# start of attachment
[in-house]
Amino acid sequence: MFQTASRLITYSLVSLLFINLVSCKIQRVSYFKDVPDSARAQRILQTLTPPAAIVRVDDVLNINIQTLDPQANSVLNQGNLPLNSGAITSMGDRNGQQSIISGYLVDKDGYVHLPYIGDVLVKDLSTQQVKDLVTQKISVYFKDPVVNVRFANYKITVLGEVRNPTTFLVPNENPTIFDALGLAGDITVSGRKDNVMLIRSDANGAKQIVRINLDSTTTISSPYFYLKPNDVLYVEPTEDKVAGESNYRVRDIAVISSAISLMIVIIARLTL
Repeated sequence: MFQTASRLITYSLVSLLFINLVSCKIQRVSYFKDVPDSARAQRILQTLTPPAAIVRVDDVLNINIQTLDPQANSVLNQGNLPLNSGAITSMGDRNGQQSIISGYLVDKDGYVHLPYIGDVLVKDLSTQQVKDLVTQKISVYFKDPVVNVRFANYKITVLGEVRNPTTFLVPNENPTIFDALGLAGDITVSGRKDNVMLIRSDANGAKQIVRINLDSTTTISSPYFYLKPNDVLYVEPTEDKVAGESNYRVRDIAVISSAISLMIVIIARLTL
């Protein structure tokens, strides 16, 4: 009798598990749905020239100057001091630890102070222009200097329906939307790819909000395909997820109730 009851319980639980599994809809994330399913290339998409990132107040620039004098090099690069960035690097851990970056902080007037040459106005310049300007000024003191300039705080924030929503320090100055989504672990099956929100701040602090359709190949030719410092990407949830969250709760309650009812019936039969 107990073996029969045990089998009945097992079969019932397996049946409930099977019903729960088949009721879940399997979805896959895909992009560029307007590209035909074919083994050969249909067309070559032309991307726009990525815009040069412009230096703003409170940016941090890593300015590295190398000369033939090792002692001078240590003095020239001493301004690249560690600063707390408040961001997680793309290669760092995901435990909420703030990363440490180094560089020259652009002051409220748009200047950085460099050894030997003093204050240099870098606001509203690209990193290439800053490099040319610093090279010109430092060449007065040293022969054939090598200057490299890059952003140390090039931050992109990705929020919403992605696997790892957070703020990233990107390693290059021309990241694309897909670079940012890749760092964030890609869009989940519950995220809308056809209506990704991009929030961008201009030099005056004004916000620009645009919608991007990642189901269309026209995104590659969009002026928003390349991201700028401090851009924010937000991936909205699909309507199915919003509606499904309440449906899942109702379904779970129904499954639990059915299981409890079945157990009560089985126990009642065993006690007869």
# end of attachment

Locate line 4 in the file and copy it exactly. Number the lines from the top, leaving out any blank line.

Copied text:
């Protein structure tokens, strides 16, 4: 009798598990749905020239100057001091630890102070222009200097329906939307790819909000395909997820109730 009851319980639980599994809809994330399913290339998409990132107040620039004098090099690069960035690097851990970056902080007037040459106005310049300007000024003191300039705080924030929503320090100055989504672990099956929100701040602090359709190949030719410092990407949830969250709760309650009812019936039969 107990073996029969045990089998009945097992079969019932397996049946409930099977019903729960088949009721879940399997979805896959895909992009560029307007590209035909074919083994050969249909067309070559032309991307726009990525815009040069412009230096703003409170940016941090890593300015590295190398000369033939090792002692001078240590003095020239001493301004690249560690600063707390408040961001997680793309290669760092995901435990909420703030990363440490180094560089020259652009002051409220748009200047950085460099050894030997003093204050240099870098606001509203690209990193290439800053490099040319610093090279010109430092060449007065040293022969054939090598200057490299890059952003140390090039931050992109990705929020919403992605696997790892957070703020990233990107390693290059021309990241694309897909670079940012890749760092964030890609869009989940519950995220809308056809209506990704991009929030961008201009030099005056004004916000620009645009919608991007990642189901269309026209995104590659969009002026928003390349991201700028401090851009924010937000991936909205699909309507199915919003509606499904309440449906899942109702379904779970129904499954639990059915299981409890079945157990009560089985126990009642065993006690007869």